'Heart' and 'Wing', Nation and Diaspora: gendered discourses in Singapore's regionalisation process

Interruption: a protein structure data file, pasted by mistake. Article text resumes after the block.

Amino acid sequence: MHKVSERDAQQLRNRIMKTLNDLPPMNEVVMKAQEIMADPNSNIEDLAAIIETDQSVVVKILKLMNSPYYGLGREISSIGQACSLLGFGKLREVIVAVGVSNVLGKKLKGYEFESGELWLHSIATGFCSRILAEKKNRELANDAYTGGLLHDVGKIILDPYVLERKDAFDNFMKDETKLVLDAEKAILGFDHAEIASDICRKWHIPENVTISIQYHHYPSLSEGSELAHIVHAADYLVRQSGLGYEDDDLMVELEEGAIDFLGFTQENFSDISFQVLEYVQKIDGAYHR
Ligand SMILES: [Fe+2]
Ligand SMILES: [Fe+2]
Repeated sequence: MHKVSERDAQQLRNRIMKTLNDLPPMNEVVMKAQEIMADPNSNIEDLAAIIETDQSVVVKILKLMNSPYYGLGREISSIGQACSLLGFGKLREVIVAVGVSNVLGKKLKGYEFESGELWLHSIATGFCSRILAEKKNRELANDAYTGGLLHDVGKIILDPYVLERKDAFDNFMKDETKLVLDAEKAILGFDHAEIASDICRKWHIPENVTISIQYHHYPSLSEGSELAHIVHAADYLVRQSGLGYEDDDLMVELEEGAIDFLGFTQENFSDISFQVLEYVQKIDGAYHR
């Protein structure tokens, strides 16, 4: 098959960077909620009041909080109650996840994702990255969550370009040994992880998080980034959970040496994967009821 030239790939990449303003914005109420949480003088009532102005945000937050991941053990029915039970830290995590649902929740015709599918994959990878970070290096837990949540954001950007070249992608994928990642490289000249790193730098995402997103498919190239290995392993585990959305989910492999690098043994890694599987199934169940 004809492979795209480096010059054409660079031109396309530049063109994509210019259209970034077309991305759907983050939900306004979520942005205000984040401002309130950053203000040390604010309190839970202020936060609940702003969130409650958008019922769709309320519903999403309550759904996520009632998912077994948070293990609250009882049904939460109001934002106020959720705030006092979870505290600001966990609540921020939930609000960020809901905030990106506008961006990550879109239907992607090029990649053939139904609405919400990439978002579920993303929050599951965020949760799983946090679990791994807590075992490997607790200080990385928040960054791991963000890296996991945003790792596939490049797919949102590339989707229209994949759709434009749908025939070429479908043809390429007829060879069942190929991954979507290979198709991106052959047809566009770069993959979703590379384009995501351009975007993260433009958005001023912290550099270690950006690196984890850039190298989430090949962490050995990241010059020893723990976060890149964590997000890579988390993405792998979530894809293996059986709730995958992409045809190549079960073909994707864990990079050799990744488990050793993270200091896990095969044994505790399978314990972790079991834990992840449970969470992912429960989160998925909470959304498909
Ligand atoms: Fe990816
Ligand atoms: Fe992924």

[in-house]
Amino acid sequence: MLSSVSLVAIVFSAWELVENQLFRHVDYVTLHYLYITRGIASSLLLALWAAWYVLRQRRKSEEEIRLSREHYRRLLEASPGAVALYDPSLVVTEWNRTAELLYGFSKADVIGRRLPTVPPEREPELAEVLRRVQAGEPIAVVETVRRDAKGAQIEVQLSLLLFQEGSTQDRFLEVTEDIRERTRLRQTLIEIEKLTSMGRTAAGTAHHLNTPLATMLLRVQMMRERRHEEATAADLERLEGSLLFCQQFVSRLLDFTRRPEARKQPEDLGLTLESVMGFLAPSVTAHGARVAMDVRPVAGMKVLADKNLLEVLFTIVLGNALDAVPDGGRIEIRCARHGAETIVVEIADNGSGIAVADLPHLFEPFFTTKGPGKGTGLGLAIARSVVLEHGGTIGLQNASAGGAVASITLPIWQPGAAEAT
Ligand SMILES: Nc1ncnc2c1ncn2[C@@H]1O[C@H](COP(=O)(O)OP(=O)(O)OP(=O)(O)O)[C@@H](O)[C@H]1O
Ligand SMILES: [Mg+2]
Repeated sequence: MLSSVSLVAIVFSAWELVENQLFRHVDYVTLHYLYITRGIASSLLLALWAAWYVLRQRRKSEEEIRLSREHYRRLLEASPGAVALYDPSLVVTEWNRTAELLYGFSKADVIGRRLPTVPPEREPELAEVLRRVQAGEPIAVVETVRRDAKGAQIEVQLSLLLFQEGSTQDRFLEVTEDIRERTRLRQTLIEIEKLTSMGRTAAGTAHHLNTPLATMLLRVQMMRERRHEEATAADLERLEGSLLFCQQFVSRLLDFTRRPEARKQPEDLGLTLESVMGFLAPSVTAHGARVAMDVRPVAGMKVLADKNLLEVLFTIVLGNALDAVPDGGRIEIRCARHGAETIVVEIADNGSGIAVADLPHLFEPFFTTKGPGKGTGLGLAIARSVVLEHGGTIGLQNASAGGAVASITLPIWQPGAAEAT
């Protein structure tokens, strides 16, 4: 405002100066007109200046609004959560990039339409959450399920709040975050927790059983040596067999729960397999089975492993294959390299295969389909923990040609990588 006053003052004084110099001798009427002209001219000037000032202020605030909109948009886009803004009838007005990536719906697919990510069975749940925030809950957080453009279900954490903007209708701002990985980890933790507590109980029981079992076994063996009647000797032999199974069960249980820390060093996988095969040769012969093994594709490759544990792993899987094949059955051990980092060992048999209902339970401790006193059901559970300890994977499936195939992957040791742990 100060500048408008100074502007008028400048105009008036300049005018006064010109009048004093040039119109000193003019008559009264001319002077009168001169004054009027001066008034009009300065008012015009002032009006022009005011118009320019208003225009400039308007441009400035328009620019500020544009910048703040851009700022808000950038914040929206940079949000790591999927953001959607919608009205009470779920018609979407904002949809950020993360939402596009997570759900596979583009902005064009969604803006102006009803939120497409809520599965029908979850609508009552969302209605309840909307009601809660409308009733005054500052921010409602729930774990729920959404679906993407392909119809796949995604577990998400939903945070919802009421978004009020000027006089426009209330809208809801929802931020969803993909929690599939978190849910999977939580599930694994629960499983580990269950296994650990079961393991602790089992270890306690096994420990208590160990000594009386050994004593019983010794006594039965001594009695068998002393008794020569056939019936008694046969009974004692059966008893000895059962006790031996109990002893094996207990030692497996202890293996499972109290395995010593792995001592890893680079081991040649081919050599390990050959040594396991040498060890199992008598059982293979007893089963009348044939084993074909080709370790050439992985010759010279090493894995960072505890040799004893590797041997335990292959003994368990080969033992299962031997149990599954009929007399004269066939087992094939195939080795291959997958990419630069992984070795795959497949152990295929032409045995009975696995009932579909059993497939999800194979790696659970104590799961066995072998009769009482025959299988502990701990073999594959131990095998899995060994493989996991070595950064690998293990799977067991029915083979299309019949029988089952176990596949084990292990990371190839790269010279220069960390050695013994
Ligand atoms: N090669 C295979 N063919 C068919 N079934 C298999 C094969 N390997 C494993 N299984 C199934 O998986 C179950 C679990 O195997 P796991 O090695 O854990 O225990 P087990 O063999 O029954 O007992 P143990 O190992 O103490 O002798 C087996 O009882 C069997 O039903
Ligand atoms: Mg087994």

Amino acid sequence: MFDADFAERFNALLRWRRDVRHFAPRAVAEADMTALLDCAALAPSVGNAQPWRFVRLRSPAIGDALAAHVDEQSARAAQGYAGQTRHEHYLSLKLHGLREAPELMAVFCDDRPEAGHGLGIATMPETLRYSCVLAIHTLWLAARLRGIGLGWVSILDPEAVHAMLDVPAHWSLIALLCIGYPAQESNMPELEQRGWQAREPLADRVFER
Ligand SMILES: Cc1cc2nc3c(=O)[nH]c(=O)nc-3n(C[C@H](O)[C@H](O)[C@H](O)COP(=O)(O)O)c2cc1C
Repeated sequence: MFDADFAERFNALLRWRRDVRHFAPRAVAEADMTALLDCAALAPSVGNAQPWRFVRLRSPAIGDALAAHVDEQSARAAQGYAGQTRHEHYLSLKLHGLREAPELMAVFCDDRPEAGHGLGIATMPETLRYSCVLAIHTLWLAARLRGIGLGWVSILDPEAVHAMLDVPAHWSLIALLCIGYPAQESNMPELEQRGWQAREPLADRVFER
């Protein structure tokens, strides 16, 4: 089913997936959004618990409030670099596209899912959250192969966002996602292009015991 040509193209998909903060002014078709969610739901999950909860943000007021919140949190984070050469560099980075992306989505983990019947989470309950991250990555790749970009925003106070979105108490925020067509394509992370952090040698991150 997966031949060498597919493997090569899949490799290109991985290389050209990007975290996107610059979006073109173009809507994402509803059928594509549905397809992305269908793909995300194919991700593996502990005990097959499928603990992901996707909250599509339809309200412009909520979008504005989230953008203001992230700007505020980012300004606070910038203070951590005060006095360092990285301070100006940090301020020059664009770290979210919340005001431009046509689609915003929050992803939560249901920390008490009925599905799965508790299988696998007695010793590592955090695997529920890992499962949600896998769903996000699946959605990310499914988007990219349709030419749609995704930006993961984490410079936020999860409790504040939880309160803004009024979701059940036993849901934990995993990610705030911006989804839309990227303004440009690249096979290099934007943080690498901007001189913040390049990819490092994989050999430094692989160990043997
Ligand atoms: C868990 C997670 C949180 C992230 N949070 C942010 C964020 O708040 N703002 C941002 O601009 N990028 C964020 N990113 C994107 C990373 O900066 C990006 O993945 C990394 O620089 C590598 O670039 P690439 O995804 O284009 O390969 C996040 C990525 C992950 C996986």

In this article the authors offer an analysis of Singapore's state-vaunted 'go-regional' policy as a case study to illustrate the argument that not only are the 'nation-state' and 'diaspora' structurally interdependent and embedded in the discursive frame of each other, but also that the way they interlock is shaped by particular gender ideologies and relations. In the same way as the state articulates nationalism by appealing to men and women as gendered subjects, the appropriation of transnational space as part of the regionalisation drive serves to extend and elaborate 'genderic modes of discourse'. Beyond state discourse, the authors examine individual and family strategies in straddling the gap between 'nation' and 'diaspora', between being at 'home' and 'away'. In arguing that the 'go-regional' policy is a pervasively masculine construction, the authors give specific attention to the way gender divisions of labour are transnationalised and further entrenched, the gendering of diasporic workplaces, and the construction of women-in-diaspora as 'moral wives'. The arguments are grounded mainly in research material garnered from in-depth interviews with Singaporean economic migrants (and non-migrants) to China.
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